a collection of image mosaics that visually compare peculiar mundane objects in urban space, ranging from office buildings, over fitness equipment devices to detailed car tail lights.
"The typological array's inherent ability to depict prevalence and repetition make it the perfect technique for examining the excess, redundancy, and meaningless freedom of our current age of consumption. Part of my intent with this work is to answer the question implied by the title of Robert Adams's book What We Bought: If there is some kind of big sellout occuring, what are we getting in the deal?
The typological form achieves an uncanny synergy and resonance with this subject matter because it mimics the mental images I suspect many of us form as a way of ordering the chaos of abundance that surrounds us. We can't help but form in our heads lists, groups and categories based on product, brand, price point, style, market segment, country of origin, etc.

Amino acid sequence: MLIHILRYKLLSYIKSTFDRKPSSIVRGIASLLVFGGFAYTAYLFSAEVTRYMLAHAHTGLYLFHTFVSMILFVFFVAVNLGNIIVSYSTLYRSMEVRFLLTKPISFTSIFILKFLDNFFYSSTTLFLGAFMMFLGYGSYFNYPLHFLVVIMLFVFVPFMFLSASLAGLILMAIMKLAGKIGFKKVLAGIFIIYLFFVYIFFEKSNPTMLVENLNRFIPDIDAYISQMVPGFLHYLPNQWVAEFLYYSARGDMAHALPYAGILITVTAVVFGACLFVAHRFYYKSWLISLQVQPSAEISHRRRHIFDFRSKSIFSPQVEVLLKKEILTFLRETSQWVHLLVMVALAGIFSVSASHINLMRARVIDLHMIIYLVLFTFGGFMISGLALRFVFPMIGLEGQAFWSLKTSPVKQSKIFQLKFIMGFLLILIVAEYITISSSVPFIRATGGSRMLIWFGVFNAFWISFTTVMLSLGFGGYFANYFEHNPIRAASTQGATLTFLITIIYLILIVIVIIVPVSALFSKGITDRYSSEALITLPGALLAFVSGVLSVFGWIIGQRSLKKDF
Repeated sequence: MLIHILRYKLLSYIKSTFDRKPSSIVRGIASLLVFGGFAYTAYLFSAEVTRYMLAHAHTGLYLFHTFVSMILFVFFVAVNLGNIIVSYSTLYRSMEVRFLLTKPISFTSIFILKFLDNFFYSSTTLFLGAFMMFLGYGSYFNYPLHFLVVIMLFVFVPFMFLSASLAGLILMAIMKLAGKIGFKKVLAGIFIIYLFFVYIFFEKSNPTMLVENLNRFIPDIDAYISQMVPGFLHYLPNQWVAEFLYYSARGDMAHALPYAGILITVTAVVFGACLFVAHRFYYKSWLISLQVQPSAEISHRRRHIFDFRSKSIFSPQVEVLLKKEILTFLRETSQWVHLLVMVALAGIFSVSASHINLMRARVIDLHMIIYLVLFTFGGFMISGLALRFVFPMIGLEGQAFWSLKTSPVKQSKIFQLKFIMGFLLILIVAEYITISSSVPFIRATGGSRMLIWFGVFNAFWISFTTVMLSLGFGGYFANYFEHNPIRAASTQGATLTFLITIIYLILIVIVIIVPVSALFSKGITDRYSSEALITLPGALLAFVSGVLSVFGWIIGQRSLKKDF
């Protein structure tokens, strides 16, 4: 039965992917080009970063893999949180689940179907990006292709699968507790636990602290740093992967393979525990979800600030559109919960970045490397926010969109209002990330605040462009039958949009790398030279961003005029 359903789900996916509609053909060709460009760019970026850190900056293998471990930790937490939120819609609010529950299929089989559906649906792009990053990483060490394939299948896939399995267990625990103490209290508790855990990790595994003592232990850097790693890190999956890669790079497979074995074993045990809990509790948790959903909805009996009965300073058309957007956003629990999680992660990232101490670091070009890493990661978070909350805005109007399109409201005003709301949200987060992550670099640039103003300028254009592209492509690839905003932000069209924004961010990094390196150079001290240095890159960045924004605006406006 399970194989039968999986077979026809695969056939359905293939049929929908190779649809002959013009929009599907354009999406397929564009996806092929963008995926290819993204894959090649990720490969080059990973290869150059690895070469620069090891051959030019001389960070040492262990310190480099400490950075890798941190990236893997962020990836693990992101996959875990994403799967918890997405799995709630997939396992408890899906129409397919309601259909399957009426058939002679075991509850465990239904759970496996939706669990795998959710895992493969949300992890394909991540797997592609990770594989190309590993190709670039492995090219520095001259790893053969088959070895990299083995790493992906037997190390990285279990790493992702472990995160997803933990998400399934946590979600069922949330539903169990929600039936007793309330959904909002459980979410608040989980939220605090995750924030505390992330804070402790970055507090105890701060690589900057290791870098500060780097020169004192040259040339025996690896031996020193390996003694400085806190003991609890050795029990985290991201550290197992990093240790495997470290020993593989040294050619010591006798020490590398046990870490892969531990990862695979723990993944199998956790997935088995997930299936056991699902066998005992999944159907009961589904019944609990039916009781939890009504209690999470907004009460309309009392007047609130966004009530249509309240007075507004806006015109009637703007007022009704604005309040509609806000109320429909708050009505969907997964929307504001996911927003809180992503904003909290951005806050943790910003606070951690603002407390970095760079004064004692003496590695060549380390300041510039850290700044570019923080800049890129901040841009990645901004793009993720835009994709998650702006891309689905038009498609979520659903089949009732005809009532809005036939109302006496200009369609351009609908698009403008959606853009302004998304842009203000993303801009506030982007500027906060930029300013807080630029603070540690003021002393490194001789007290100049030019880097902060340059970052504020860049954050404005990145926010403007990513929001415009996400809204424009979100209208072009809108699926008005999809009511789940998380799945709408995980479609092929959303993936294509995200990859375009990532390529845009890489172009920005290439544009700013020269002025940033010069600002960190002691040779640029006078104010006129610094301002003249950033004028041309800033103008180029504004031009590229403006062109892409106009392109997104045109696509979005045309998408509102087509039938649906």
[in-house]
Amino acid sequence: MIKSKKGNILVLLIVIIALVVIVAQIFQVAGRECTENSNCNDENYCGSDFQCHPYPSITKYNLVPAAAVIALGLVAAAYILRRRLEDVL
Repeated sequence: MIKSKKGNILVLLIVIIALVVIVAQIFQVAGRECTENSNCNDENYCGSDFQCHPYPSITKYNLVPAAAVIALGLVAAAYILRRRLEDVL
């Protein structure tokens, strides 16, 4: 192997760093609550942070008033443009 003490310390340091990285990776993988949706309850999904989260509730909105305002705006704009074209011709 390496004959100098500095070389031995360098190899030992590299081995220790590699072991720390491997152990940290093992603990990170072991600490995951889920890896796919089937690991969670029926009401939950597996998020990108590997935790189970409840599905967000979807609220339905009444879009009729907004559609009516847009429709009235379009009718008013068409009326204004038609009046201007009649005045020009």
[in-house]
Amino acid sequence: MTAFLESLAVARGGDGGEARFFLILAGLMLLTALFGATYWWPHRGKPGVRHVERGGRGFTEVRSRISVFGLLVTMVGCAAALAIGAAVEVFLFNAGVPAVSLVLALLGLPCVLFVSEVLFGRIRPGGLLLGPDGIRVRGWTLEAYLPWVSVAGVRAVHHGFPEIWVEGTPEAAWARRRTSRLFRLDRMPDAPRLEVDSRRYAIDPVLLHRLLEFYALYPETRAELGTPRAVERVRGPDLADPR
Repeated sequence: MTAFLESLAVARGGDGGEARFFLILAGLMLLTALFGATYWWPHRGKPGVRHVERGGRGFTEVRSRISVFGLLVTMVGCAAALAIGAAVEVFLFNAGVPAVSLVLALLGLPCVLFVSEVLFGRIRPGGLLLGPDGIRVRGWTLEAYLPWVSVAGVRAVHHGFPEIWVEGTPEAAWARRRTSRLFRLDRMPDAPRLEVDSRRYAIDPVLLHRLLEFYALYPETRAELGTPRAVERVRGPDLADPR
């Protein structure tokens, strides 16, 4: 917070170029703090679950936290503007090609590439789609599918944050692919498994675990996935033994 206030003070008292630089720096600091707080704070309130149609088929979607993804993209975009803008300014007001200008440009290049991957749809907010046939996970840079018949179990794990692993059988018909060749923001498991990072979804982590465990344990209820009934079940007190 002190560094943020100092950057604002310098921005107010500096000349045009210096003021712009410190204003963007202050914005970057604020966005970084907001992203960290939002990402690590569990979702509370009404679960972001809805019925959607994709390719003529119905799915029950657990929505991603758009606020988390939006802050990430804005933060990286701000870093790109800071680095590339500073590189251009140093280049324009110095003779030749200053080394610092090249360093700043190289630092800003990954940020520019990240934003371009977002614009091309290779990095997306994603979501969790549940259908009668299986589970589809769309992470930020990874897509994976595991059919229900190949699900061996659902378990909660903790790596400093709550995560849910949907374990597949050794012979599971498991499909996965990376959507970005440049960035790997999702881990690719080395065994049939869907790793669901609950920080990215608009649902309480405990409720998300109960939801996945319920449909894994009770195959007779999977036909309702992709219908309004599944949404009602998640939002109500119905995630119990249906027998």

To see one of these turned into a group of images lined up together can be unnerving, though. In print, they confront us in a way never possible when they're just in our heads. We are presented with order, and while it is often an absurd, seemingly pointless order, it is one that we recognize immediately."
Originally posted on information aesthetics by Rhizome